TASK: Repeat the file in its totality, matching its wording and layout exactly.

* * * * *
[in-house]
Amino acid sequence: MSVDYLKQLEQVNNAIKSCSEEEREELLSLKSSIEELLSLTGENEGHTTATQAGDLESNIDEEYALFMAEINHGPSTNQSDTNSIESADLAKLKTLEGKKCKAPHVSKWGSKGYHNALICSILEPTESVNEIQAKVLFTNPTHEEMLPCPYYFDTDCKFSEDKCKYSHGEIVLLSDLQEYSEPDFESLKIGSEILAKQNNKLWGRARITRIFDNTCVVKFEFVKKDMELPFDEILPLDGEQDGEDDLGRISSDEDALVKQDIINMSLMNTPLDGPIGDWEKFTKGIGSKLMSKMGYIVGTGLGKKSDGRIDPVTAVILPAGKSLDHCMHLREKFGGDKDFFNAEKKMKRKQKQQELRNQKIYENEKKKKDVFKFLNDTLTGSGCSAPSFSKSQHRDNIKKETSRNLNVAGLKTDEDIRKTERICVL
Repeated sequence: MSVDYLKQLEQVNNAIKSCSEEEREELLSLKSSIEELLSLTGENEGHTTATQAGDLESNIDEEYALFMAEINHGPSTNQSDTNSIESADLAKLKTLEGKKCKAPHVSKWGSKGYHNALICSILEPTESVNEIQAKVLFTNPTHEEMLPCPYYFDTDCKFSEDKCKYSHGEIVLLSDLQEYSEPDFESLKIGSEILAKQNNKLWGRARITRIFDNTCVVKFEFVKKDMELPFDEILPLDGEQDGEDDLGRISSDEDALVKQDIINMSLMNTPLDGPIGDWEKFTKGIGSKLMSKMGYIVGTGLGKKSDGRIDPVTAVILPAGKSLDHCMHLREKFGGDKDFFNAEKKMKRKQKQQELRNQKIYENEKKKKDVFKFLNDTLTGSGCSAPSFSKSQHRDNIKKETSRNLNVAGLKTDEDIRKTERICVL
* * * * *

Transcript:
[in-house]
Amino acid sequence: MSVDYLKQLEQVNNAIKSCSEEEREELLSLKSSIEELLSLTGENEGHTTATQAGDLESNIDEEYALFMAEINHGPSTNQSDTNSIESADLAKLKTLEGKKCKAPHVSKWGSKGYHNALICSILEPTESVNEIQAKVLFTNPTHEEMLPCPYYFDTDCKFSEDKCKYSHGEIVLLSDLQEYSEPDFESLKIGSEILAKQNNKLWGRARITRIFDNTCVVKFEFVKKDMELPFDEILPLDGEQDGEDDLGRISSDEDALVKQDIINMSLMNTPLDGPIGDWEKFTKGIGSKLMSKMGYIVGTGLGKKSDGRIDPVTAVILPAGKSLDHCMHLREKFGGDKDFFNAEKKMKRKQKQQELRNQKIYENEKKKKDVFKFLNDTLTGSGCSAPSFSKSQHRDNIKKETSRNLNVAGLKTDEDIRKTERICVL
Repeated sequence: MSVDYLKQLEQVNNAIKSCSEEEREELLSLKSSIEELLSLTGENEGHTTATQAGDLESNIDEEYALFMAEINHGPSTNQSDTNSIESADLAKLKTLEGKKCKAPHVSKWGSKGYHNALICSILEPTESVNEIQAKVLFTNPTHEEMLPCPYYFDTDCKFSEDKCKYSHGEIVLLSDLQEYSEPDFESLKIGSEILAKQNNKLWGRARITRIFDNTCVVKFEFVKKDMELPFDEILPLDGEQDGEDDLGRISSDEDALVKQDIINMSLMNTPLDGPIGDWEKFTKGIGSKLMSKMGYIVGTGLGKKSDGRIDPVTAVILPAGKSLDHCMHLREKFGGDKDFFNAEKKMKRKQKQQELRNQKIYENEKKKKDVFKFLNDTLTGSGCSAPSFSKSQHRDNIKKETSRNLNVAGLKTDEDIRKTERICVL